Highlights from the First Ever Stanford Code Poetry Slam

I was lucky enough to be living in Chicago when Marc Smith’s Poetry Slam movement became a thing. What fun it was to hit the Green Mill on Sunday nights to hear such innovators as Lisa Buscani or Patricia Smith tearing into their latest entries in front of packed-to-capacity crowds. Those early slam poets inspired a lot of other wordsmiths to brave the mic, a glorious revolution whose gleam was inevitably tarnished for me once it caught on for real.

I remember thinking something like, “If I never hear another poem about someone’s relationship troubles, it’ll be too soon.”

To further illustrate my waning enthusiasm, here’s the above thought, rendered in Standard Spoken Word Venacular:

If

I never heeeear  

Another Po

Em About Someone’s 

Re-la-tion-ship…

Troubles, it’ll be

Too

Soon.

Some two-and-a-half decades further along, Leslie Wu, a doctoral student in Computer Science at Stanford University, has been crowned the winner of the inaugural Code Poetry Slam, and I’m mourning the loss of those long-ago relationship troubles.

To create her winning entry, “Say 23,” Wu donned a Google Glass headset, as she recited and typed 16 lines of computer code, which were projected onto a screen. When Wu ran the script, three different computerized voices took over performance duties, sampling the 23rd Psalm along with an uncredited snippet of In the Hall of the Mountain King.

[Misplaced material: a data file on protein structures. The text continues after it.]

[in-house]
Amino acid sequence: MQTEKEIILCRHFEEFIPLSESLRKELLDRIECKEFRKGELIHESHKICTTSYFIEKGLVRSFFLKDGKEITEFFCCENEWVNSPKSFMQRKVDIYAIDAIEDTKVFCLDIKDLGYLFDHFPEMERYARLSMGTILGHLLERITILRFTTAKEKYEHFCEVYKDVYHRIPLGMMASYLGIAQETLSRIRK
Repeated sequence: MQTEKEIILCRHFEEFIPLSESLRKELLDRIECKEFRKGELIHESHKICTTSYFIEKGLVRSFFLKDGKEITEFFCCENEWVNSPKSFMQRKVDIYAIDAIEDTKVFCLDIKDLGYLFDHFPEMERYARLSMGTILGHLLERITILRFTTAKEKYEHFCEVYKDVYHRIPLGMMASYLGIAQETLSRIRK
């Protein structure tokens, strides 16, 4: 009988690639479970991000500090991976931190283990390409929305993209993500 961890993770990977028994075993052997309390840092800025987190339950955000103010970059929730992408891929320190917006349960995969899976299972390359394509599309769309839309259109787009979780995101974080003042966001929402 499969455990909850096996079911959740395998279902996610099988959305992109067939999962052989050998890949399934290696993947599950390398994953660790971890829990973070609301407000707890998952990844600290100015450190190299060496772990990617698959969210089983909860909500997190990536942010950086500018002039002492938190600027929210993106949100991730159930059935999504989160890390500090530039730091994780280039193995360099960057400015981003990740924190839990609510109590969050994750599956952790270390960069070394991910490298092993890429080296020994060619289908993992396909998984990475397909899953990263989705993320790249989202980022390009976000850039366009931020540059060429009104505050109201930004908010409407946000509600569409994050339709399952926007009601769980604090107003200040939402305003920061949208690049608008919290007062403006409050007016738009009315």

I may be too hot-blooded to appreciate the artistry here.

Melissa Kagen, who organized the competition with fellow graduate student Kurt James Werner, stated on the university’s website that in order “to really get into the intricacies you really need to know that language.”

I guess that goes double for the competitors. According to Werner, Wu’s poem wove together a number of different concepts, tools, and languages, including Japanese, English, and Ruby. Philistine that I am, I had always thought of the latter as an uncapitalized gemstone and nothing more.

Not that I’m aligning myself with those curmudgeons whose typical reaction to a Rothko or a Jackson Pollack is, “My two-year-old could do better.” For one thing, I’ve got teenagers, and given their druthers, they’d eat their way through the contents of Werner Herzog’s shoe closet before agreeing to learn so much as a single line of code.

What a wonderful world in which so many of us are free to pursue our individual passions to the point of poetry!

If you’re the type to whom code poetry speaks—nay, sings—you should consider putting something together for the fast approaching second slam. Have a look at the work of the eight finalists, if you’re in need of inspiration. Entries are being accepted through Feb. 12.

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Ayun Halliday is the Chief Primatologist of the East Village Inky, an award-winning, handwritten zine. Follow her @AyunHalliday


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  1. Arlynda Boyer says . . . | January 12, 2014 / 5:29 pm

    Oops, problem: it looks like your comment system won’t take the symbol known as “waka,” which makes the symbols and the “translation” not quite match. The poem can be found here: http://poetry.about.com/od/poetryplay/l/blwakawaka.htm

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